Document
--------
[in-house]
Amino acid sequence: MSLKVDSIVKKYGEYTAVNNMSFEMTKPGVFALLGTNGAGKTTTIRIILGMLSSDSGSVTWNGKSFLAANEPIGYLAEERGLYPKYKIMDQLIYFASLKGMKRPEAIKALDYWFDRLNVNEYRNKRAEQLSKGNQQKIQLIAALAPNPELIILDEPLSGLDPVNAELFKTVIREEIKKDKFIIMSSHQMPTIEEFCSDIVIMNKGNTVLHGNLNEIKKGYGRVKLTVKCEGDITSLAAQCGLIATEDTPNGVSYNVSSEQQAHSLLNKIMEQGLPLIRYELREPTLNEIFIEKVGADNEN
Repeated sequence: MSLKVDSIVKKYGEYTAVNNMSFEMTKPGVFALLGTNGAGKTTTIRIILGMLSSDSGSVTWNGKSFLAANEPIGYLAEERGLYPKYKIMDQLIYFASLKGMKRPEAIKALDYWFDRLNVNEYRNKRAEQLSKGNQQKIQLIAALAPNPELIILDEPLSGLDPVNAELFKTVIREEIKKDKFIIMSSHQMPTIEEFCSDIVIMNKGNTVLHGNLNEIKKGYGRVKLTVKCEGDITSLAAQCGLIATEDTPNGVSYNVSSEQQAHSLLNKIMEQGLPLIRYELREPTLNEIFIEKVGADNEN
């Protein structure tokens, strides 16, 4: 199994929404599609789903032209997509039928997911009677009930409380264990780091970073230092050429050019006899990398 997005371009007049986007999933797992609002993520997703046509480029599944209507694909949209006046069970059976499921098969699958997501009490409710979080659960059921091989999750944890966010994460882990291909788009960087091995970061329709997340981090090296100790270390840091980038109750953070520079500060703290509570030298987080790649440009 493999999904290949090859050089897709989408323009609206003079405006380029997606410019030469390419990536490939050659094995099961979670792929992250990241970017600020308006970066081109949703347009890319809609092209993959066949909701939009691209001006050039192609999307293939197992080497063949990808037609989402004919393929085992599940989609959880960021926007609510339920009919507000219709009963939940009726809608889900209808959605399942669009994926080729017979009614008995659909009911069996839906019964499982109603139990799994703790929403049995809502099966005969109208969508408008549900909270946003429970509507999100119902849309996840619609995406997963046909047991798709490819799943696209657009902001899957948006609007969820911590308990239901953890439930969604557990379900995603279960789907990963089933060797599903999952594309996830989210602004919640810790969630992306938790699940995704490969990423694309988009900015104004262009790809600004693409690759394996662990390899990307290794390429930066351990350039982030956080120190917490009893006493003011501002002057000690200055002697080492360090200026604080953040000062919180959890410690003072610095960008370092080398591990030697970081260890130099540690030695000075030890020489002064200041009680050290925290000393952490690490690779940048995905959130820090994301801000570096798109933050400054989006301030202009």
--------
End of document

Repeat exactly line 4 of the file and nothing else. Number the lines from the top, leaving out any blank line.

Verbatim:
């Protein structure tokens, strides 16, 4: 199994929404599609789903032209997509039928997911009677009930409380264990780091970073230092050429050019006899990398 997005371009007049986007999933797992609002993520997703046509480029599944209507694909949209006046069970059976499921098969699958997501009490409710979080659960059921091989999750944890966010994460882990291909788009960087091995970061329709997340981090090296100790270390840091980038109750953070520079500060703290509570030298987080790649440009 493999999904290949090859050089897709989408323009609206003079405006380029997606410019030469390419990536490939050659094995099961979670792929992250990241970017600020308006970066081109949703347009890319809609092209993959066949909701939009691209001006050039192609999307293939197992080497063949990808037609989402004919393929085992599940989609959880960021926007609510339920009919507000219709009963939940009726809608889900209808959605399942669009994926080729017979009614008995659909009911069996839906019964499982109603139990799994703790929403049995809502099966005969109208969508408008549900909270946003429970509507999100119902849309996840619609995406997963046909047991798709490819799943696209657009902001899957948006609007969820911590308990239901953890439930969604557990379900995603279960789907990963089933060797599903999952594309996830989210602004919640810790969630992306938790699940995704490969990423694309988009900015104004262009790809600004693409690759394996662990390899990307290794390429930066351990350039982030956080120190917490009893006493003011501002002057000690200055002697080492360090200026604080953040000062919180959890410690003072610095960008370092080398591990030697970081260890130099540690030695000075030890020489002064200041009680050290925290000393952490690490690779940048995905959130820090994301801000570096798109933050400054989006301030202009």